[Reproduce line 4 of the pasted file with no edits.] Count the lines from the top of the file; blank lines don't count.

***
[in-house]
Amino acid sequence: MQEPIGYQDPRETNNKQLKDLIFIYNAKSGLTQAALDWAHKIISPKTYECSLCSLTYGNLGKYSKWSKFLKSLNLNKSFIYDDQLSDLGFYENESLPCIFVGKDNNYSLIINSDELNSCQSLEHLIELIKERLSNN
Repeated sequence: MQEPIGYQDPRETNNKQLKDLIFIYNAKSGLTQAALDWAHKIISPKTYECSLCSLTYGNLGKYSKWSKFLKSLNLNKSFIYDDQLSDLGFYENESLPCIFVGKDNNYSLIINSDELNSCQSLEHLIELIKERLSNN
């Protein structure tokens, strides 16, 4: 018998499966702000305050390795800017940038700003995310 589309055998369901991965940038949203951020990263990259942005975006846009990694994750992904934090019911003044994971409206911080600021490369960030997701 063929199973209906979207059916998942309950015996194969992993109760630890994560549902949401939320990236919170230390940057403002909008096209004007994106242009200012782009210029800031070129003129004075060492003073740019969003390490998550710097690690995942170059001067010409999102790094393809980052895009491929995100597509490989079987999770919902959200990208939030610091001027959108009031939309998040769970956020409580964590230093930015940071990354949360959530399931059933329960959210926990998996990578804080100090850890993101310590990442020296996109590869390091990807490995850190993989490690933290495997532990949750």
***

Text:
């Protein structure tokens, strides 16, 4: 018998499966702000305050390795800017940038700003995310 589309055998369901991965940038949203951020990263990259942005975006846009990694994750992904934090019911003044994971409206911080600021490369960030997701 063929199973209906979207059916998942309950015996194969992993109760630890994560549902949401939320990236919170230390940057403002909008096209004007994106242009200012782009210029800031070129003129004075060492003073740019969003390490998550710097690690995942170059001067010409999102790094393809980052895009491929995100597509490989079987999770919902959200990208939030610091001027959108009031939309998040769970956020409580964590230093930015940071990354949360959530399931059933329960959210926990998996990578804080100090850890993101310590990442020296996109590869390091990807490995850190993989490690933290495997532990949750």